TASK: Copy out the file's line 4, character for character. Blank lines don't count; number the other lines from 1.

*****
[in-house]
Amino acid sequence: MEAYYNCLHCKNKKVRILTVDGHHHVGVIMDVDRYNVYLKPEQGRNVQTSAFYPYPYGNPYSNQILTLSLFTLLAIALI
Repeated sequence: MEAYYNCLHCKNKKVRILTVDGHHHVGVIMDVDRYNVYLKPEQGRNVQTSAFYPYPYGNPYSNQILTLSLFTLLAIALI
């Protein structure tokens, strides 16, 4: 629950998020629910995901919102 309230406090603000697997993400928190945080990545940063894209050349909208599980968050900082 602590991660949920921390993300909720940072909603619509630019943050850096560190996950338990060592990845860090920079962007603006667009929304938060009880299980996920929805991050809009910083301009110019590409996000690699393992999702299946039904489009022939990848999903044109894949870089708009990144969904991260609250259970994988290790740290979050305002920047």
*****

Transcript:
């Protein structure tokens, strides 16, 4: 629950998020629910995901919102 309230406090603000697997993400928190945080990545940063894209050349909208599980968050900082 602590991660949920921390993300909720940072909603619509630019943050850096560190996950338990060592990845860090920079962007603006667009929304938060009880299980996920929805991050809009910083301009110019590409996000690699393992999702299946039904489009022939990848999903044109894949870089708009990144969904991260609250259970994988290790740290979050305002920047």